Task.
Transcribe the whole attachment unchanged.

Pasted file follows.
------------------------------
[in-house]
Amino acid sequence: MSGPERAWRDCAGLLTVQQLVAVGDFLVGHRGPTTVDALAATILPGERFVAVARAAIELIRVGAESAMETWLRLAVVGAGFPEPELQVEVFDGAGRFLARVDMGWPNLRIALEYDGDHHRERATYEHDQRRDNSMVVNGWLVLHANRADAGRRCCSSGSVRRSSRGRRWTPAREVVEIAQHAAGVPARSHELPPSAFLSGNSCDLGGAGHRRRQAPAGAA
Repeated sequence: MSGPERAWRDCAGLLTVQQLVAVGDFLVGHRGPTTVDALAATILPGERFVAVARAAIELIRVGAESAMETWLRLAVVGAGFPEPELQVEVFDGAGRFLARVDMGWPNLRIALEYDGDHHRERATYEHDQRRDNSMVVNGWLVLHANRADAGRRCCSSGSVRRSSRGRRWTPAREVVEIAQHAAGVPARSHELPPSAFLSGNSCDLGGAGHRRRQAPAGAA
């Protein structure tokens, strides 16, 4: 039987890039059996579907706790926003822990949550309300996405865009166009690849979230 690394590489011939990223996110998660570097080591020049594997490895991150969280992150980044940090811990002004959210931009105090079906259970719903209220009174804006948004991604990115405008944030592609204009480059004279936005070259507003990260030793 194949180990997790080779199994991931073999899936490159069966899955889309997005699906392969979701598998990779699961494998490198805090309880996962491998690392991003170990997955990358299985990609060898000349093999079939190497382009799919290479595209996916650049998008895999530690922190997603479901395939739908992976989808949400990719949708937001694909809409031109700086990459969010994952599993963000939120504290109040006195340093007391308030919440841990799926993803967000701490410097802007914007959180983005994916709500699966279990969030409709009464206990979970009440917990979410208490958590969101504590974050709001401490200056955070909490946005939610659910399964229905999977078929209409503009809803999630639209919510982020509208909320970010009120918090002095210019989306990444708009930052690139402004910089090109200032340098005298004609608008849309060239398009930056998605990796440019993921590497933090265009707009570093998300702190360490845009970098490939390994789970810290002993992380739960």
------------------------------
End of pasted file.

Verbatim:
[in-house]
Amino acid sequence: MSGPERAWRDCAGLLTVQQLVAVGDFLVGHRGPTTVDALAATILPGERFVAVARAAIELIRVGAESAMETWLRLAVVGAGFPEPELQVEVFDGAGRFLARVDMGWPNLRIALEYDGDHHRERATYEHDQRRDNSMVVNGWLVLHANRADAGRRCCSSGSVRRSSRGRRWTPAREVVEIAQHAAGVPARSHELPPSAFLSGNSCDLGGAGHRRRQAPAGAA
Repeated sequence: MSGPERAWRDCAGLLTVQQLVAVGDFLVGHRGPTTVDALAATILPGERFVAVARAAIELIRVGAESAMETWLRLAVVGAGFPEPELQVEVFDGAGRFLARVDMGWPNLRIALEYDGDHHRERATYEHDQRRDNSMVVNGWLVLHANRADAGRRCCSSGSVRRSSRGRRWTPAREVVEIAQHAAGVPARSHELPPSAFLSGNSCDLGGAGHRRRQAPAGAA
């Protein structure tokens, strides 16, 4: 039987890039059996579907706790926003822990949550309300996405865009166009690849979230 690394590489011939990223996110998660570097080591020049594997490895991150969280992150980044940090811990002004959210931009105090079906259970719903209220009174804006948004991604990115405008944030592609204009480059004279936005070259507003990260030793 194949180990997790080779199994991931073999899936490159069966899955889309997005699906392969979701598998990779699961494998490198805090309880996962491998690392991003170990997955990358299985990609060898000349093999079939190497382009799919290479595209996916650049998008895999530690922190997603479901395939739908992976989808949400990719949708937001694909809409031109700086990459969010994952599993963000939120504290109040006195340093007391308030919440841990799926993803967000701490410097802007914007959180983005994916709500699966279990969030409709009464206990979970009440917990979410208490958590969101504590974050709001401490200056955070909490946005939610659910399964229905999977078929209409503009809803999630639209919510982020509208909320970010009120918090002095210019989306990444708009930052690139402004910089090109200032340098005298004609608008849309060239398009930056998605990796440019993921590497933090265009707009570093998300702190360490845009970098490939390994789970810290002993992380739960």